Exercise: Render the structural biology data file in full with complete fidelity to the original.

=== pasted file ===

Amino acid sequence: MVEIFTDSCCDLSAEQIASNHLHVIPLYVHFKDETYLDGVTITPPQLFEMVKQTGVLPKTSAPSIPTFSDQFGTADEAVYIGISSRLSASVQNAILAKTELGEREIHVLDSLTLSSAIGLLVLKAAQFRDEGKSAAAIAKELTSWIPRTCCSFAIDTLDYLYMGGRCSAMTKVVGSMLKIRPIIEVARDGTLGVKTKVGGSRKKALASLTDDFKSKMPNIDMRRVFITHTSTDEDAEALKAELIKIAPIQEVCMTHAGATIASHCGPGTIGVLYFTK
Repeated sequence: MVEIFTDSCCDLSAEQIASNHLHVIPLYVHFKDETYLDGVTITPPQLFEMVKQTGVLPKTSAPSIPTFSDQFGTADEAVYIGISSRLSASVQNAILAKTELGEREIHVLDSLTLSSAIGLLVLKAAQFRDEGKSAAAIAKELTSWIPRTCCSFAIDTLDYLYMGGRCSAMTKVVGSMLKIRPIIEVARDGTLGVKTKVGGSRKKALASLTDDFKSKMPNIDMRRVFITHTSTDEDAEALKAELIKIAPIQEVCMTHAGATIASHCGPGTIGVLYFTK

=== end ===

Amino acid sequence: MVEIFTDSCCDLSAEQIASNHLHVIPLYVHFKDETYLDGVTITPPQLFEMVKQTGVLPKTSAPSIPTFSDQFGTADEAVYIGISSRLSASVQNAILAKTELGEREIHVLDSLTLSSAIGLLVLKAAQFRDEGKSAAAIAKELTSWIPRTCCSFAIDTLDYLYMGGRCSAMTKVVGSMLKIRPIIEVARDGTLGVKTKVGGSRKKALASLTDDFKSKMPNIDMRRVFITHTSTDEDAEALKAELIKIAPIQEVCMTHAGATIASHCGPGTIGVLYFTK
Repeated sequence: MVEIFTDSCCDLSAEQIASNHLHVIPLYVHFKDETYLDGVTITPPQLFEMVKQTGVLPKTSAPSIPTFSDQFGTADEAVYIGISSRLSASVQNAILAKTELGEREIHVLDSLTLSSAIGLLVLKAAQFRDEGKSAAAIAKELTSWIPRTCCSFAIDTLDYLYMGGRCSAMTKVVGSMLKIRPIIEVARDGTLGVKTKVGGSRKKALASLTDDFKSKMPNIDMRRVFITHTSTDEDAEALKAELIKIAPIQEVCMTHAGATIASHCGPGTIGVLYFTK